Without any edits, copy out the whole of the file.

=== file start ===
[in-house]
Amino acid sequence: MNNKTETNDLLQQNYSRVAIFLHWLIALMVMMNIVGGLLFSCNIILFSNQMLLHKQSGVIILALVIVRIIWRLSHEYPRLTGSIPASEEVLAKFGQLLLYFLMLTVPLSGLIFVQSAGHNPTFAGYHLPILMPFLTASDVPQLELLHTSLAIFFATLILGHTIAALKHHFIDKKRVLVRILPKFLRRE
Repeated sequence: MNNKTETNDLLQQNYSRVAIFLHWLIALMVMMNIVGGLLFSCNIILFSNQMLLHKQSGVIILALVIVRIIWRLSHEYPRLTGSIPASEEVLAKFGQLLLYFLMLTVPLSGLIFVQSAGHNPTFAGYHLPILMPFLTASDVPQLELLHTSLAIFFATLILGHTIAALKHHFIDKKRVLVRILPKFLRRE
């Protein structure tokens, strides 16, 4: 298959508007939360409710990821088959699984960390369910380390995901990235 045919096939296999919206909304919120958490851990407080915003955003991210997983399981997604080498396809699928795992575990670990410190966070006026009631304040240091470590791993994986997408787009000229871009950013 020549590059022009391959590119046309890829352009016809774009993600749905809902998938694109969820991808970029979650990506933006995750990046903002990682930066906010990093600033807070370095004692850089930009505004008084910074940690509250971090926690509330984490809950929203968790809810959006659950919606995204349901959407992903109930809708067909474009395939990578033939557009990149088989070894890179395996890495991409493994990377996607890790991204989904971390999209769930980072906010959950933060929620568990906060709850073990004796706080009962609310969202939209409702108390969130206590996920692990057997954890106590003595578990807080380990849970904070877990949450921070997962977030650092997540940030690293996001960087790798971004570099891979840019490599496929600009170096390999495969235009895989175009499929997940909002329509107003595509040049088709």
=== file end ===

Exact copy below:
[in-house]
Amino acid sequence: MNNKTETNDLLQQNYSRVAIFLHWLIALMVMMNIVGGLLFSCNIILFSNQMLLHKQSGVIILALVIVRIIWRLSHEYPRLTGSIPASEEVLAKFGQLLLYFLMLTVPLSGLIFVQSAGHNPTFAGYHLPILMPFLTASDVPQLELLHTSLAIFFATLILGHTIAALKHHFIDKKRVLVRILPKFLRRE
Repeated sequence: MNNKTETNDLLQQNYSRVAIFLHWLIALMVMMNIVGGLLFSCNIILFSNQMLLHKQSGVIILALVIVRIIWRLSHEYPRLTGSIPASEEVLAKFGQLLLYFLMLTVPLSGLIFVQSAGHNPTFAGYHLPILMPFLTASDVPQLELLHTSLAIFFATLILGHTIAALKHHFIDKKRVLVRILPKFLRRE
């Protein structure tokens, strides 16, 4: 298959508007939360409710990821088959699984960390369910380390995901990235 045919096939296999919206909304919120958490851990407080915003955003991210997983399981997604080498396809699928795992575990670990410190966070006026009631304040240091470590791993994986997408787009000229871009950013 020549590059022009391959590119046309890829352009016809774009993600749905809902998938694109969820991808970029979650990506933006995750990046903002990682930066906010990093600033807070370095004692850089930009505004008084910074940690509250971090926690509330984490809950929203968790809810959006659950919606995204349901959407992903109930809708067909474009395939990578033939557009990149088989070894890179395996890495991409493994990377996607890790991204989904971390999209769930980072906010959950933060929620568990906060709850073990004796706080009962609310969202939209409702108390969130206590996920692990057997954890106590003595578990807080380990849970904070877990949450921070997962977030650092997540940030690293996001960087790798971004570099891979840019490599496929600009170096390999495969235009895989175009499929997940909002329509107003595509040049088709």